*RevoScaleR/revoscalepyparallel and distributed high-performance framework (R & Python)
*MicrosoftML- New state-of-the-art ML algorithms from Microsoft
*R and Python Operationalization
YY
Microsoft OfficePro-Plus with shared activation - Excel, Word and PowerPointYN
Anaconda Python2.7, 3.5 with popular packages pre-installedYY
JuliaProwith popular packages for Julia language pre-installedYY
Relational DatabasesSQL Server 2017
Developer Edition
PostgreSQL(CentOS only)
Database tools* SQL Server Management Studio
* SQL Server Integration Services
*bcp, sqlcmd
* ODBC/JDBC drivers
*SQuirreL SQL(querying tool),
* bcp, sqlcmd
* ODBC/JDBC drivers
Scalable in-database analytics with SQL Server ML services (R, Python)YN
Jupyter Notebook Serverwith following kernels,YY
* RYY
* Python 2.7 & 3.5YY
* JuliaYY
* PySparkYY
*SparkmagicNY (Ubuntu Only)
* SparkRNY
JupyterHub (Multi-user notebooks server)NY
Development tools, IDEs and Code editors
*Visual Studio 2017 (Community Edition)>with Git Plugin, Azure HDInsight (Hadoop), Data Lake, SQL Server Data tools,Node.js,Python, andR Tools for Visual Studio (RTVS)YN
*Visual Studio CodeYY
*RStudio DesktopYY
*RStudio ServerNY
*PyCharmNY
*AtomNY
*Juno (Julia IDE)YY
* Vim and EmacsYY
* Git and GitBashYY
* OpenJDKYY
* .Net FrameworkYN
PowerBI DesktopYN
SDKs to access Azure and Cortana Intelligence Suite of servicesYY
Data Movement and management Tools
* Azure Storage ExplorerYY
*Azure CLIYY
* Azure PowershellYN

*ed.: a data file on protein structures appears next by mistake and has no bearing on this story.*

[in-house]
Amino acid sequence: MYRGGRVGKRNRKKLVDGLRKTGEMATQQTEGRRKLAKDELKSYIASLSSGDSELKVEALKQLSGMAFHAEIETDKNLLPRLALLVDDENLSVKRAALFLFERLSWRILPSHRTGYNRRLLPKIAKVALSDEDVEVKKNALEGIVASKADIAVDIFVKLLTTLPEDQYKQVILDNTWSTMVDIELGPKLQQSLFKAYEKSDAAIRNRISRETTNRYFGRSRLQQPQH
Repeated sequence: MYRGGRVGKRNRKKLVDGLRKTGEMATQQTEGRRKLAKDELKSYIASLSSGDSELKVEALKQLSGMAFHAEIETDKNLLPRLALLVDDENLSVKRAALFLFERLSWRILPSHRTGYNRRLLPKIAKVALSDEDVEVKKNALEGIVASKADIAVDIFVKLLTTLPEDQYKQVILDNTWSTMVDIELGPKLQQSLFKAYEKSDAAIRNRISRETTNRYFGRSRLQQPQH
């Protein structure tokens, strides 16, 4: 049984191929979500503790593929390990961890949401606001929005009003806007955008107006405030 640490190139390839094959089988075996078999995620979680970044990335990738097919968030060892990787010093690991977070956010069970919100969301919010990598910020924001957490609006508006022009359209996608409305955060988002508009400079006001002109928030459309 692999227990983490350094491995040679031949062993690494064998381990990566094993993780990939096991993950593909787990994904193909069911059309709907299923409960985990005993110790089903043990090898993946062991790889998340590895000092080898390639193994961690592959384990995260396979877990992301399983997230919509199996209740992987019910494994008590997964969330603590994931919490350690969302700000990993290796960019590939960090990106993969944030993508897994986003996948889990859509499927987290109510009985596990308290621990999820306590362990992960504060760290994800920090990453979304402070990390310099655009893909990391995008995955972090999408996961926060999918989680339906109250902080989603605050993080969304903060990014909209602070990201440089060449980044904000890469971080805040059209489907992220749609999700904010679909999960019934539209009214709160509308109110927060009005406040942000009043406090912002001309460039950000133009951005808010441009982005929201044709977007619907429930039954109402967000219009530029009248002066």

*AzcopyYN
*Adlcopy(Azure Data Lake Storage)YN
*DocDB Data Migration ToolYN
*Microsoft Data Management Gateway: Move data between OnPrem and CloudYN
* Unix/Linux Command-Line UtilitiesYY
Apache Drillfor Data explorationYY
Machine Learning Tools
* Integration withAzure Machine Learning(R, Python)YY
*XgboostYY
*Vowpal WabbitYY
*WekaYY
*RattleYY
*LightGBMNY (Ubuntu Only)
*H2ONY (Ubuntu only)
GPU-based Deep Learning ToolsWindows Server 2016 editionUbuntu edition
*Microsoft Cognitive Toolkit (formerly known as CNTK)YY
*TensorFlowYY
*MXNetYY
*Caffe & Caffe2NY
*TorchNY
*TheanoNY
*KerasNY
*NVidia DigitsNY
*CUDA, CUDNN, Nvidia DriverYY
Big Data Platform (Devtest only)
* LocalSparkStandaloneNY
* LocalHadoop(HDFS, YARN)NY

Getting started with the Windows Data Science VM

  • Create an instance of the desired Windows DSVM edition by navigating to

    or

  • Click the GET IT NOW button.
  • Sign in to the VM from your remote desktop using the credentials you specified when you created the VM.
  • To discover and launch the tools available, click the Start menu.

Next steps 

For the Windows Data Science VM

For the Linux Data Science VM

Are you ready to start your next data science project? Apply to be a Microsoft Azure Consultant today and help companies prepare for the data of tomorrow. 

 

Leave a comment